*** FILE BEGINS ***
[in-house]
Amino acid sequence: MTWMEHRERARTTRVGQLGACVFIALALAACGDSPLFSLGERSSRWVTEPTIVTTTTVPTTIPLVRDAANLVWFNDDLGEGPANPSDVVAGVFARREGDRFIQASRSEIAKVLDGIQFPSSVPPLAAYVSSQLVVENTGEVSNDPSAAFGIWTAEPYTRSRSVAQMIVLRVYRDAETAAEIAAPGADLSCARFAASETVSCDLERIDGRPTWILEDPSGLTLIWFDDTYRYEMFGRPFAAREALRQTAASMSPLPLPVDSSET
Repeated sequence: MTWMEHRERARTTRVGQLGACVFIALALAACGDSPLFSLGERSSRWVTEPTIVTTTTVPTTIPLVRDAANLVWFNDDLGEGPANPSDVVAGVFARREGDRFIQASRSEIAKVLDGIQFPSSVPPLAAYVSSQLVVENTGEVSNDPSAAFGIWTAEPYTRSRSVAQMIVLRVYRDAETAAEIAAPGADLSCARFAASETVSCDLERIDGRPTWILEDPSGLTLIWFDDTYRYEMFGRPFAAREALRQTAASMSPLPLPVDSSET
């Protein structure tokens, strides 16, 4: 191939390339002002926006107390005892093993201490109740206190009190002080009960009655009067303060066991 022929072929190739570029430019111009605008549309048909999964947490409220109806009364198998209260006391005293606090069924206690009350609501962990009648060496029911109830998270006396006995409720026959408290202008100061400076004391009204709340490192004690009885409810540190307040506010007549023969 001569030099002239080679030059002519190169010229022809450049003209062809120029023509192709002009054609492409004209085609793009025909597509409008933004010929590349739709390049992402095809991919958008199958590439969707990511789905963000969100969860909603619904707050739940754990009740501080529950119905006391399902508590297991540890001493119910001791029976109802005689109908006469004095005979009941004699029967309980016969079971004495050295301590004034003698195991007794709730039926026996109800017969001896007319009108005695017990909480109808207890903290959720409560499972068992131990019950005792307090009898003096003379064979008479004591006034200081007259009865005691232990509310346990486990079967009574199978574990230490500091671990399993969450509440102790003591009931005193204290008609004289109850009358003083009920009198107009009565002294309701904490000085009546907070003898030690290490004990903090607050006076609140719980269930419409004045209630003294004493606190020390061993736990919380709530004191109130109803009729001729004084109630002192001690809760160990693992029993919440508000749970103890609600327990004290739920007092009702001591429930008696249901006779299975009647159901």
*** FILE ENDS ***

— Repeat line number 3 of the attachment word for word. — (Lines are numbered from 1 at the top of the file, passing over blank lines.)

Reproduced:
Repeated sequence: MTWMEHRERARTTRVGQLGACVFIALALAACGDSPLFSLGERSSRWVTEPTIVTTTTVPTTIPLVRDAANLVWFNDDLGEGPANPSDVVAGVFARREGDRFIQASRSEIAKVLDGIQFPSSVPPLAAYVSSQLVVENTGEVSNDPSAAFGIWTAEPYTRSRSVAQMIVLRVYRDAETAAEIAAPGADLSCARFAASETVSCDLERIDGRPTWILEDPSGLTLIWFDDTYRYEMFGRPFAAREALRQTAASMSPLPLPVDSSET